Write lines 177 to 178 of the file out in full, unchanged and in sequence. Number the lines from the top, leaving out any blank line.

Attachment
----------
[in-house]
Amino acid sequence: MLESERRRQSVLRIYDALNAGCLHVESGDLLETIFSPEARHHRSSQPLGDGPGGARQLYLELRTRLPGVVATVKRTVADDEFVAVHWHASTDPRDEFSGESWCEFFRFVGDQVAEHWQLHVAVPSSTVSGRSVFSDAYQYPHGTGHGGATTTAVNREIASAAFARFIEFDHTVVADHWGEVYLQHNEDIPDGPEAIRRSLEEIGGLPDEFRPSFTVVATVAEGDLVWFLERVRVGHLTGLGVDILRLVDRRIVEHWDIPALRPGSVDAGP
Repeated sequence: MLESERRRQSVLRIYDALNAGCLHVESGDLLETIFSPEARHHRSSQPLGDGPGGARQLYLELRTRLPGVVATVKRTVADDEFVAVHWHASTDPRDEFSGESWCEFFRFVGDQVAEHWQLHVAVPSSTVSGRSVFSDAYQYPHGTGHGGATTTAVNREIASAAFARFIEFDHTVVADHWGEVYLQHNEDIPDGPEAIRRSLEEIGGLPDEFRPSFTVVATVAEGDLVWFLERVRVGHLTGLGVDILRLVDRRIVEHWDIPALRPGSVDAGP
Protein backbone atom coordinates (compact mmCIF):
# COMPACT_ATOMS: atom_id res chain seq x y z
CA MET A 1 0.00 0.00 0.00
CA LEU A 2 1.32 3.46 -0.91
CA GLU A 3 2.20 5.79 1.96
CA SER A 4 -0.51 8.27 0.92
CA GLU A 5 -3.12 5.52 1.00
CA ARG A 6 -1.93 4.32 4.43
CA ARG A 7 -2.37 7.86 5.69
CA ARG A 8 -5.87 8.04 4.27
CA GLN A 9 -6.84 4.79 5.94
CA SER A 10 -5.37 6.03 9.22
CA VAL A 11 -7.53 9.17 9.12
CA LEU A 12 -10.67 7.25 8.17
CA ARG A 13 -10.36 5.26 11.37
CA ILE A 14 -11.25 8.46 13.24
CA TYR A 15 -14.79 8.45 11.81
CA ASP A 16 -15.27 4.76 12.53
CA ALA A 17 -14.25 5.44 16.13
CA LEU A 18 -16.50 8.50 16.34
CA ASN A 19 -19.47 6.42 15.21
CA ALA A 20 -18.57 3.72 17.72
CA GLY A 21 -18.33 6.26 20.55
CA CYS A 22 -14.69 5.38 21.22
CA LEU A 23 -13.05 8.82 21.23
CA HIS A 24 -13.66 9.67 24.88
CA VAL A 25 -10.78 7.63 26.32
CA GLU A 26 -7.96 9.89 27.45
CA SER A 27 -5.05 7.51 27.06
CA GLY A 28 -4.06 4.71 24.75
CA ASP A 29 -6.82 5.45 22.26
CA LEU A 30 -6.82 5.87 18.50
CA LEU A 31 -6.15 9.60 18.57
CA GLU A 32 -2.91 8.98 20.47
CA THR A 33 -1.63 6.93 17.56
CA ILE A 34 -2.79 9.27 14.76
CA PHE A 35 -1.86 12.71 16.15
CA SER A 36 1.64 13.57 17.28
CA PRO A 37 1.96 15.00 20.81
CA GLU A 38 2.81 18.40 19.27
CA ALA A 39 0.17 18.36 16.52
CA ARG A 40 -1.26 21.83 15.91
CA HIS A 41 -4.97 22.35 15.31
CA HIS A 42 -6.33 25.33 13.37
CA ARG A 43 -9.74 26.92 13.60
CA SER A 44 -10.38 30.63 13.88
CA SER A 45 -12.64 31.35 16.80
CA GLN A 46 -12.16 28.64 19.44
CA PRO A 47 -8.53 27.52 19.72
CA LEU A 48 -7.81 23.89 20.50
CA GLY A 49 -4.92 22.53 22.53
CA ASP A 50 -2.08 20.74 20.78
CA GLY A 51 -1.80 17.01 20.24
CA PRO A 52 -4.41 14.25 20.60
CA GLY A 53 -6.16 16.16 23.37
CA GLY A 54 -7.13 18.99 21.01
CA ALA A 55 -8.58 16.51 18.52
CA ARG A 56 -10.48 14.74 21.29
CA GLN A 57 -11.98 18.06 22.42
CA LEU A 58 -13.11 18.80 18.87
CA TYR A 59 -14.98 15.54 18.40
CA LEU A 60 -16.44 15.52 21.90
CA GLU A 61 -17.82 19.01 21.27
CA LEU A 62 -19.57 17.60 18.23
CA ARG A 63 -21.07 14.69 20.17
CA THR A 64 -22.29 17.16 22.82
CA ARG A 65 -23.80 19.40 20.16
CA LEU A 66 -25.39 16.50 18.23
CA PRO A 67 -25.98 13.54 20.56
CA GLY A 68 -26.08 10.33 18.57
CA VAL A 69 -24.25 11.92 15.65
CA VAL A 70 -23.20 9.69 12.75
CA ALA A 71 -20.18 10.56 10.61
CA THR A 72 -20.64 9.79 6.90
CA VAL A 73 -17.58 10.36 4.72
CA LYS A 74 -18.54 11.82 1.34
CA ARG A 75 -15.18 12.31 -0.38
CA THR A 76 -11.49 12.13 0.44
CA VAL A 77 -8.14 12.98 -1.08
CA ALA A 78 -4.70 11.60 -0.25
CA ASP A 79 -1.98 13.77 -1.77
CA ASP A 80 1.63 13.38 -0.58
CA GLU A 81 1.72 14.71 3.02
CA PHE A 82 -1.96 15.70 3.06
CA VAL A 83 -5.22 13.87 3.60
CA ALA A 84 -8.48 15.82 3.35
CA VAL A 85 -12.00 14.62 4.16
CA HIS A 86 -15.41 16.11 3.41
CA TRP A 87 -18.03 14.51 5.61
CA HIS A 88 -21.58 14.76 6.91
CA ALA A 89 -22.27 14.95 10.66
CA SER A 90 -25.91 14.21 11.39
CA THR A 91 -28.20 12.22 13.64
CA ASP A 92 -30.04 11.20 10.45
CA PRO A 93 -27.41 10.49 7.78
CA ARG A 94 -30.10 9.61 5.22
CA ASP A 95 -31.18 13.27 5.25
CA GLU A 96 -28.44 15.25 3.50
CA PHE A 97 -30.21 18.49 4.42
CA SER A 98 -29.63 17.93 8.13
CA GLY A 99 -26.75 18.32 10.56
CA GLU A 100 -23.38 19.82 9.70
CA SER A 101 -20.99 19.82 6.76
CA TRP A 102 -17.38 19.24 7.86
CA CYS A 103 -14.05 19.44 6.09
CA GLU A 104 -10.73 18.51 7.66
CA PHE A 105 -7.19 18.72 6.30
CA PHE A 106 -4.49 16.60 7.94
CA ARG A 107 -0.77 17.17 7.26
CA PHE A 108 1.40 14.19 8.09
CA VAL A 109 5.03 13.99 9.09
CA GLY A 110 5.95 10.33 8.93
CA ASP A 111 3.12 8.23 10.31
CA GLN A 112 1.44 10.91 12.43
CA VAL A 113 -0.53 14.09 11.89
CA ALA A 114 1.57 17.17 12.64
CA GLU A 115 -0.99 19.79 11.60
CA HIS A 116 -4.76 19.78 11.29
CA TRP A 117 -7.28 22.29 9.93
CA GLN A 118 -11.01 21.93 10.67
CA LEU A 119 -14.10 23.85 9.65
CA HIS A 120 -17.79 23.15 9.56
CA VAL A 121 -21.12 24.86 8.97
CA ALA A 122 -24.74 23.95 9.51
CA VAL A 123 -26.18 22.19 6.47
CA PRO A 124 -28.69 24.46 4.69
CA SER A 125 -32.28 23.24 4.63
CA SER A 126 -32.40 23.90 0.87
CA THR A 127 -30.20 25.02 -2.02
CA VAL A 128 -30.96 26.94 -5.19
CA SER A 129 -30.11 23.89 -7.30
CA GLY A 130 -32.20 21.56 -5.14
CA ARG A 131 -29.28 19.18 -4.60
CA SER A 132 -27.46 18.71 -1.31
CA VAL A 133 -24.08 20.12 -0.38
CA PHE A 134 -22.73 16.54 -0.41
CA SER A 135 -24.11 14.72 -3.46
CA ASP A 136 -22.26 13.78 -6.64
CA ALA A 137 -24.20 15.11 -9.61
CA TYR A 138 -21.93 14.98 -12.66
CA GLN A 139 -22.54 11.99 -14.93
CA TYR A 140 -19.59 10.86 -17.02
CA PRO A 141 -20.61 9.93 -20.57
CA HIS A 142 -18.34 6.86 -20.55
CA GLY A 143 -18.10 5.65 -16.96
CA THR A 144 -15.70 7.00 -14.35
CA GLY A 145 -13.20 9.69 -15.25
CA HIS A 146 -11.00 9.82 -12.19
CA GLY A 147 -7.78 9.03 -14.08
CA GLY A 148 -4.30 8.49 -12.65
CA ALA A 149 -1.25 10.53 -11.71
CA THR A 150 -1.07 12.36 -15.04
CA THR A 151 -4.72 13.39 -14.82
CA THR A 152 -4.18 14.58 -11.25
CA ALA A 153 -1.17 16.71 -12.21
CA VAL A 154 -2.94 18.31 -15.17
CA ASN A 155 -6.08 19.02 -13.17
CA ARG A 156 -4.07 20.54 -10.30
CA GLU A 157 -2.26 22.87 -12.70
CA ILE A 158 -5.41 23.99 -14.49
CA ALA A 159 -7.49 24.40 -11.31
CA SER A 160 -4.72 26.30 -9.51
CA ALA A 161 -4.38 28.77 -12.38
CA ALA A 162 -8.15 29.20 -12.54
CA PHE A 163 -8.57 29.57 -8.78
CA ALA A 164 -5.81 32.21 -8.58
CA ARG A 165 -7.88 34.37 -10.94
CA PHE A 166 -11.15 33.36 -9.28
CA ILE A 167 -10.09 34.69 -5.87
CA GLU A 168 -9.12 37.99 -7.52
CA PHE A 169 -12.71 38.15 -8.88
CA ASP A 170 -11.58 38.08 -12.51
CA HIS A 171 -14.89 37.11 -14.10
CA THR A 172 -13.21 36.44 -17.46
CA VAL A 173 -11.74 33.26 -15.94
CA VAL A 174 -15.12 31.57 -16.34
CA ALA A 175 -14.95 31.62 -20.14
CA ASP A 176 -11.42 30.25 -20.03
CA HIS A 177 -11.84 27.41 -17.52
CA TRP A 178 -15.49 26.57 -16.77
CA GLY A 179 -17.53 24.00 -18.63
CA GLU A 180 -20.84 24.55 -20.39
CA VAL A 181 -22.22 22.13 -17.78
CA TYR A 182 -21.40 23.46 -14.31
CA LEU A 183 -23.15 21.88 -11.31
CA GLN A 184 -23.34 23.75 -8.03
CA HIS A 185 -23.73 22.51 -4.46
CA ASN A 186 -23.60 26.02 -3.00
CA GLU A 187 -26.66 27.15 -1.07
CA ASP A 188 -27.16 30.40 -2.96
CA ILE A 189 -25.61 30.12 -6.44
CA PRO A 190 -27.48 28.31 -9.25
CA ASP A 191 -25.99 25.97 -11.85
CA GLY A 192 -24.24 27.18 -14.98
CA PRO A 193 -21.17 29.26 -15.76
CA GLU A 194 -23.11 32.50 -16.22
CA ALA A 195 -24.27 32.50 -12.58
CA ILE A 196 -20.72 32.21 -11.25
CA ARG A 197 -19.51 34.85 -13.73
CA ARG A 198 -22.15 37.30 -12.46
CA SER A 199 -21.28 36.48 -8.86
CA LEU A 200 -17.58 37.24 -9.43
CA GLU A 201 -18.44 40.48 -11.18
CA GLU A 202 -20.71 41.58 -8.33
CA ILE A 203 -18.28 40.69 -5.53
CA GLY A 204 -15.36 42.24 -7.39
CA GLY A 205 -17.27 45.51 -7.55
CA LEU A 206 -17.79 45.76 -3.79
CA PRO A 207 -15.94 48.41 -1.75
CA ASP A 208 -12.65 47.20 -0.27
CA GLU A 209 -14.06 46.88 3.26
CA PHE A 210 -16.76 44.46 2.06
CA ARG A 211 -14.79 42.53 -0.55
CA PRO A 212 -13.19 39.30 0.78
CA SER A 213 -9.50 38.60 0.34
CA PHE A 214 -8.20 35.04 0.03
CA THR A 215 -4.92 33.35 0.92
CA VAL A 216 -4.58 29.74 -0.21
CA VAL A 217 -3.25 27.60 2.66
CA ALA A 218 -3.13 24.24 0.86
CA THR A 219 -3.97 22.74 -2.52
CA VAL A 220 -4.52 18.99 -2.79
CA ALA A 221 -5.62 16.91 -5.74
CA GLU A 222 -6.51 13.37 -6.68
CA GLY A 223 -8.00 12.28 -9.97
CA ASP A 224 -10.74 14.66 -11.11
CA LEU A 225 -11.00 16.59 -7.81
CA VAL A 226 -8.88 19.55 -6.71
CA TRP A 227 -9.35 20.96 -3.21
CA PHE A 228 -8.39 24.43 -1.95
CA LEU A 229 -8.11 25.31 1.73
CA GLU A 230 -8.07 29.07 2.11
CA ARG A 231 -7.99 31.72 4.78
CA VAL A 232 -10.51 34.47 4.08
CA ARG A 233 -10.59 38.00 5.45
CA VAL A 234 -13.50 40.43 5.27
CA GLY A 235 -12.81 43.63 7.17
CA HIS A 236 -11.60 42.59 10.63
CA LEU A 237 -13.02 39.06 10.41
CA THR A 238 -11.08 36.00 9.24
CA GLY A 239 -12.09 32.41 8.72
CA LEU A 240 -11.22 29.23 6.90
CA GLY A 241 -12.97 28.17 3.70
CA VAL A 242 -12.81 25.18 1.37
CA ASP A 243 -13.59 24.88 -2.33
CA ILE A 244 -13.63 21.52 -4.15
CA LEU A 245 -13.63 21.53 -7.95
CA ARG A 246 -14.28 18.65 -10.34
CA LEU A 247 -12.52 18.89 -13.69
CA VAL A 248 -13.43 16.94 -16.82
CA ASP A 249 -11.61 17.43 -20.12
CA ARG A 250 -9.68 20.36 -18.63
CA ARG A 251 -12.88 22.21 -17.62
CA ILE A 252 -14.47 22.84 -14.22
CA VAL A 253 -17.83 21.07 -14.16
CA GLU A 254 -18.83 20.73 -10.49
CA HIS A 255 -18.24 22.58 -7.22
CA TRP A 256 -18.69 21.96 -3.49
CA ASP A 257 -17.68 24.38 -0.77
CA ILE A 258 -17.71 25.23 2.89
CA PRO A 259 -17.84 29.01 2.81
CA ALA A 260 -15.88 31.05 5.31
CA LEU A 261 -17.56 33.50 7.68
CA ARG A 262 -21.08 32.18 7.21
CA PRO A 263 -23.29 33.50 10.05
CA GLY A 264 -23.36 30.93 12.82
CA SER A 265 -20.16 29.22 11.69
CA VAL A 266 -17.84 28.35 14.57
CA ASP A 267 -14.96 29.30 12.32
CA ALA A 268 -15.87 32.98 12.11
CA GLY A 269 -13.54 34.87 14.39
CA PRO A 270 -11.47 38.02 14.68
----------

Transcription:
CA THR A 172 -13.21 36.44 -17.46
CA VAL A 173 -11.74 33.26 -15.94